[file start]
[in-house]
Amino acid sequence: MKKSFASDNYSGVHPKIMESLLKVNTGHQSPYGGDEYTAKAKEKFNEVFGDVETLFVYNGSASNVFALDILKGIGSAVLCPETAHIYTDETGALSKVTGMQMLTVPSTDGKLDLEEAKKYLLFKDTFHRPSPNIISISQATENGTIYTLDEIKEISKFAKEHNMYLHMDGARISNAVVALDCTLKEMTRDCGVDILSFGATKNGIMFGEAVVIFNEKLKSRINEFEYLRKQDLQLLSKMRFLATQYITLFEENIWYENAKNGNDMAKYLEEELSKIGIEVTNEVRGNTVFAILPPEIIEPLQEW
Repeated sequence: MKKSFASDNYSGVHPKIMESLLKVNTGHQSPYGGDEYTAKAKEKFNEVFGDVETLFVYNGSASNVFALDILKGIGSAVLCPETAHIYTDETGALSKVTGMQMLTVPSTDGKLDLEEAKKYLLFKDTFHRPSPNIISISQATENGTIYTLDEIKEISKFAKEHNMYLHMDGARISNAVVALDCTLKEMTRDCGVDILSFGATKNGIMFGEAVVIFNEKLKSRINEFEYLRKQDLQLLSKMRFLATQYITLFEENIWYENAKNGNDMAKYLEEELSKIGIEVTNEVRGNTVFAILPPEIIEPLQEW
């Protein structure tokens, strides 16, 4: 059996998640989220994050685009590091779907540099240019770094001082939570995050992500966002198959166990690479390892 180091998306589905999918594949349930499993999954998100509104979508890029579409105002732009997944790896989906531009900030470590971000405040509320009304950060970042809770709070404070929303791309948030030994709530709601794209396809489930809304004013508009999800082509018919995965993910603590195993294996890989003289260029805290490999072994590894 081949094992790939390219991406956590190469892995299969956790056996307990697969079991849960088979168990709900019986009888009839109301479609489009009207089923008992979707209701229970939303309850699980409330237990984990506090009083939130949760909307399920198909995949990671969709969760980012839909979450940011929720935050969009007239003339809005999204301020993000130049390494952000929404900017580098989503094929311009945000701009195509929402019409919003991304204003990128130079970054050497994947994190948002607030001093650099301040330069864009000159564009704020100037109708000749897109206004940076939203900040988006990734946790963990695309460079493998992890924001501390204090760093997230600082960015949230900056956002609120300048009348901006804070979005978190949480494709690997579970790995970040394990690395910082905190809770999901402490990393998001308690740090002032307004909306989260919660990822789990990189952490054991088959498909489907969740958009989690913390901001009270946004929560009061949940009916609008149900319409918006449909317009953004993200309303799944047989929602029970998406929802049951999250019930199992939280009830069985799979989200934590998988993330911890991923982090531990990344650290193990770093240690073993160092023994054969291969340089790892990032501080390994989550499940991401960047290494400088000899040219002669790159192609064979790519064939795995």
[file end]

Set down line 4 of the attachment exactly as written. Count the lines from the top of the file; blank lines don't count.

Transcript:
């Protein structure tokens, strides 16, 4: 059996998640989220994050685009590091779907540099240019770094001082939570995050992500966002198959166990690479390892 180091998306589905999918594949349930499993999954998100509104979508890029579409105002732009997944790896989906531009900030470590971000405040509320009304950060970042809770709070404070929303791309948030030994709530709601794209396809489930809304004013508009999800082509018919995965993910603590195993294996890989003289260029805290490999072994590894 081949094992790939390219991406956590190469892995299969956790056996307990697969079991849960088979168990709900019986009888009839109301479609489009009207089923008992979707209701229970939303309850699980409330237990984990506090009083939130949760909307399920198909995949990671969709969760980012839909979450940011929720935050969009007239003339809005999204301020993000130049390494952000929404900017580098989503094929311009945000701009195509929402019409919003991304204003990128130079970054050497994947994190948002607030001093650099301040330069864009000159564009704020100037109708000749897109206004940076939203900040988006990734946790963990695309460079493998992890924001501390204090760093997230600082960015949230900056956002609120300048009348901006804070979005978190949480494709690997579970790995970040394990690395910082905190809770999901402490990393998001308690740090002032307004909306989260919660990822789990990189952490054991088959498909489907969740958009989690913390901001009270946004929560009061949940009916609008149900319409918006449909317009953004993200309303799944047989929602029970998406929802049951999250019930199992939280009830069985799979989200934590998988993330911890991923982090531990990344650290193990770093240690073993160092023994054969291969340089790892990032501080390994989550499940991401960047290494400088000899040219002669790159192609064979790519064939795995």